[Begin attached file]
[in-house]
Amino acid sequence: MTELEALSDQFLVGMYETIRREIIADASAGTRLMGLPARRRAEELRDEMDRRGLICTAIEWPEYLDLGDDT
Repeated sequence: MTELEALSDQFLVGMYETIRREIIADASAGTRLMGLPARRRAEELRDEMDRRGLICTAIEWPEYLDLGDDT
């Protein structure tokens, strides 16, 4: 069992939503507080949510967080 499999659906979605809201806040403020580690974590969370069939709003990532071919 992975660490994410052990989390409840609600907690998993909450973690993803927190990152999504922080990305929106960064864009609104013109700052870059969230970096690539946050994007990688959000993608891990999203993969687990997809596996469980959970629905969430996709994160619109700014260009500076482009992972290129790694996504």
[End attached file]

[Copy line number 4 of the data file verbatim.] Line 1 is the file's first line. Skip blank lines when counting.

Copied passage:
């Protein structure tokens, strides 16, 4: 069992939503507080949510967080 499999659906979605809201806040403020580690974590969370069939709003990532071919 992975660490994410052990989390409840609600907690998993909450973690993803927190990152999504922080990305929106960064864009609104013109700052870059969230970096690539946050994007990688959000993608891990999203993969687990997809596996469980959970629905969430996709994160619109700014260009500076482009992972290129790694996504």